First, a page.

This matter involved complex, intensive litigation over 3.5 years, 2 preliminary hearings, a dismissal for failure to disclose Brady evidence, a lengthy trial, and a double jeopardy motion granted. Charges were dismissed multiple times.
On February 8, 2015, a trial judge ended a tortuous 3 year 7 months battle in a case involving vehicular manslaughter and great bodily injury to several persons. My client was alleged to be driving under the influence (DUI) when he struck another vehicle whose driver was driving under the influence (DUI) and spun-out in my client’s traffic lane. The district attorney filed gross vehicular manslaughter, but that charge was dismissed at a lengthy preliminary hearing by the judge. The gross vehicular manslaughter was refiled by the DA but the count was again dismissed, this time by another judge.
While preparing for trial, Jasmine Berndt, who second-chaired the case, cultivated the California Highway Patrol’s preeminent expert in the field of accident reconstruction to be our own witness. We were able to find the expert, Jeffry Muttart, because he was essentially touted in the CHP Multidisciplinary Accident Investigative Team (MAIT) report as one of their own. Securing this expert proved to be a tipping point in the litigation. The expert eventually rendered a favorable opinion that ran over 100 pages; he then disclosed that about 2 years earlier he traded emails with the prosecution’s expert, CHP Officer Scott Parent, the author of the MAIT report. Muttart suggested that the emails may have value to the defense but he would not voluntarily disclose their content. CHP Officer Parent testified as the prosecution’s expert at the first preliminary hearing.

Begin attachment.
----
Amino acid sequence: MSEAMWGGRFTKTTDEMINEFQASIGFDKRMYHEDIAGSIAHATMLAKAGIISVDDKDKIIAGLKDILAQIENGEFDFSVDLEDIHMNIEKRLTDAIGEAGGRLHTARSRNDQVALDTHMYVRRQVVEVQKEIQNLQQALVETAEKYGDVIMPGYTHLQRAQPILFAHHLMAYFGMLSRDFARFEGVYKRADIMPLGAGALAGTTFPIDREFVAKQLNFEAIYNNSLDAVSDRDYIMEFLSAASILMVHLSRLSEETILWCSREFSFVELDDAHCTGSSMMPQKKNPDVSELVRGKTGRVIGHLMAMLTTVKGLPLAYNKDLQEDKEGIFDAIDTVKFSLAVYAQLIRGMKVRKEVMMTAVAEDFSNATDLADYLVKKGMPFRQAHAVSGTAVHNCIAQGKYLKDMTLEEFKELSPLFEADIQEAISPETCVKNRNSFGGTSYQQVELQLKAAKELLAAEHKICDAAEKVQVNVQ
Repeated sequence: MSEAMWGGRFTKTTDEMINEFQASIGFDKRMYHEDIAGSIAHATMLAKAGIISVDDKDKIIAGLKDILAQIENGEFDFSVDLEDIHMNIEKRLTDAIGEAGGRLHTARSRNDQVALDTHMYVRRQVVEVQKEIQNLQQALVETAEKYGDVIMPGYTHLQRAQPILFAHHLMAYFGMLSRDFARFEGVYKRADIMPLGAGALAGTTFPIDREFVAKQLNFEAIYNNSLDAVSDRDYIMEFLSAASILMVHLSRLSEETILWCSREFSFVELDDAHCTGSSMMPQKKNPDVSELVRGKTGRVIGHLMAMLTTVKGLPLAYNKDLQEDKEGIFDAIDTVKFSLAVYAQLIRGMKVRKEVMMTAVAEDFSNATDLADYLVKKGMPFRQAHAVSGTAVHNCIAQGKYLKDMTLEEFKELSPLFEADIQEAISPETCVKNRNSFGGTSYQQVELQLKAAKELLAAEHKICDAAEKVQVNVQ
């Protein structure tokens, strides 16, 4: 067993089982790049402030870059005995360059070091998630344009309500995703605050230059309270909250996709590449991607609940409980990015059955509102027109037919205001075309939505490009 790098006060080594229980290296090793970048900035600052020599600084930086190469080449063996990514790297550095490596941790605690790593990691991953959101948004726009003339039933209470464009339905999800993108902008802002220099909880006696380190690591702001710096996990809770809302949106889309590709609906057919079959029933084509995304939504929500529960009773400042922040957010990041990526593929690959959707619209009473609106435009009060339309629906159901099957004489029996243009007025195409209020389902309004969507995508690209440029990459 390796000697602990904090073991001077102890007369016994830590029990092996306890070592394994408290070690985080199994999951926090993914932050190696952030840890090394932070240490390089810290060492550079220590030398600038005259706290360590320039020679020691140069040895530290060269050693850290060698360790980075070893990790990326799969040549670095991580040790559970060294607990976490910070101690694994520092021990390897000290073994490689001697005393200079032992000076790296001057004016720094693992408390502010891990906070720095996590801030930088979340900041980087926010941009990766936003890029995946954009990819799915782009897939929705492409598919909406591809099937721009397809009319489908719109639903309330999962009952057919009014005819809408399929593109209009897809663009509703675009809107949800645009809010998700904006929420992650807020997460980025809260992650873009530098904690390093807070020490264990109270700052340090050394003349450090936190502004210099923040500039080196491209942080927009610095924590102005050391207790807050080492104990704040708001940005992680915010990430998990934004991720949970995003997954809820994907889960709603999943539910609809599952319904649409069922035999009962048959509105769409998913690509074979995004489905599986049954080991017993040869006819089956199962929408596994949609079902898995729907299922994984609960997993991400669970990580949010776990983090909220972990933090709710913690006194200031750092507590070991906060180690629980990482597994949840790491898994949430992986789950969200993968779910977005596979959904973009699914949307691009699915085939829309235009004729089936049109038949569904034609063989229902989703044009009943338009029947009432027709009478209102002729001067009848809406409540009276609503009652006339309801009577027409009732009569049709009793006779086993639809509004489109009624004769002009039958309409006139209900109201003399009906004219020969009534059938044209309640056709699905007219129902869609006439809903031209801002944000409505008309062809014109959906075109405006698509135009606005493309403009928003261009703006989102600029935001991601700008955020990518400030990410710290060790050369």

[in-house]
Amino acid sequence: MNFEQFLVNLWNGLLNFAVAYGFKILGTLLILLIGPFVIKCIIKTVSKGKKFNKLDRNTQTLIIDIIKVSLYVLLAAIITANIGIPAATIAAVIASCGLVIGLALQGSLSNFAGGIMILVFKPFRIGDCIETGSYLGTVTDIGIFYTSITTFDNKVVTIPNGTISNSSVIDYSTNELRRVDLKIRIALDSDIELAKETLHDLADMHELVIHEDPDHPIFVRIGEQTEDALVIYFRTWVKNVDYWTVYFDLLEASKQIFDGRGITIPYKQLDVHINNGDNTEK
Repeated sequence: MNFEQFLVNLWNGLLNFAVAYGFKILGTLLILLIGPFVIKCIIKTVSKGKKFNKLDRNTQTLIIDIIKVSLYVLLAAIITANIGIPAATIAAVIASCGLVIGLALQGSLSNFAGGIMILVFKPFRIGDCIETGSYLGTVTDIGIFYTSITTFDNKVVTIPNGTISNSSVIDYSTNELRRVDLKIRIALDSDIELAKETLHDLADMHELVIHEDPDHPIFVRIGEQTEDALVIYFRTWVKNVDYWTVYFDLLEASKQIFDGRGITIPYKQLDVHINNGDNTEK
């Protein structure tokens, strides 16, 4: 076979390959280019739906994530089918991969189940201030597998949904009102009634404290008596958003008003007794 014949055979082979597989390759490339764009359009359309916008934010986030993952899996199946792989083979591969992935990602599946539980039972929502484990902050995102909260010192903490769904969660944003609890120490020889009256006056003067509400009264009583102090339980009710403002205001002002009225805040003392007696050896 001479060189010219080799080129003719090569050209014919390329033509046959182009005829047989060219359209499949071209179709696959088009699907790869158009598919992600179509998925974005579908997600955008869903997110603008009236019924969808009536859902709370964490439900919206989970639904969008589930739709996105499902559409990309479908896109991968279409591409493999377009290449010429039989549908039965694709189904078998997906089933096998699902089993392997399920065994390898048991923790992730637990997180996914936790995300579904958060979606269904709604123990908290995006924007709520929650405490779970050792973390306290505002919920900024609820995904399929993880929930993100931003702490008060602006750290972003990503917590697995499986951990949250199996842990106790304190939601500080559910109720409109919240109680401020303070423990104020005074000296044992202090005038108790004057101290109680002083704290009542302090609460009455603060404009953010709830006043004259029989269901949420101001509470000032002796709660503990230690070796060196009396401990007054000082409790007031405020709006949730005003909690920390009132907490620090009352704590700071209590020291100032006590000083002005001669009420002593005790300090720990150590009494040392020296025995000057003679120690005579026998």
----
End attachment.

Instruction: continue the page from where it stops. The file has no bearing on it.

In the meantime, we hired a forensic vision expert, Dr. Marc Green, whose lengthy report independently corroborated the findings made by Dr. Muttart. We eventually obtained the emails, which proved very helpful to the defense. After disclosure of the emails, a subsequent Stanton motion was filed (failure to disclose exculpatory evidence), again with Jasmine’s help, asserting the Brady value of the email exchange, resulting in a dismissal of the case on due process grounds. The charges were refiled and resulted in another lengthy preliminary hearing with a second preliminary hearing judge. At this hearing we called the expert, Jeffry Muttart, to rebut CHP Officer Parent’s findings. Judge Link made his own findings on the DA’s case that came close providing another opportunity to dismiss. The case was then set for trial and preassigned to the trial court. Motions in limine were granted precluding high dynamic range (HDR) photographic reconstruction, among other things. The court granted, in limited part, our motion to allow victim intoxication. A three week trial ensued that included the DA opening the door to the rest of the intoxication evidence.
The trial resulted in the jurors’ failure to reach a decision on the vehicular manslaughter while convicting on felony DUI but without any finding as to the attached allegations. The ensuing comprehensive review of the record ensued revealed a double jeopardy issue. Excellent research and briefing by Jasmine lead the court to conclude that “manifest necessity” was lacking to discharge the first jury because the court failed to ascertain the ability of the jurors to reach verdicts. The judge agreed with our position that he erred so double jeopardy prevented a retrial. The remaining charges and allegations were dismissed. The defendant as sentenced to 2 years at ½ time rather than up to about 16 years at 85%.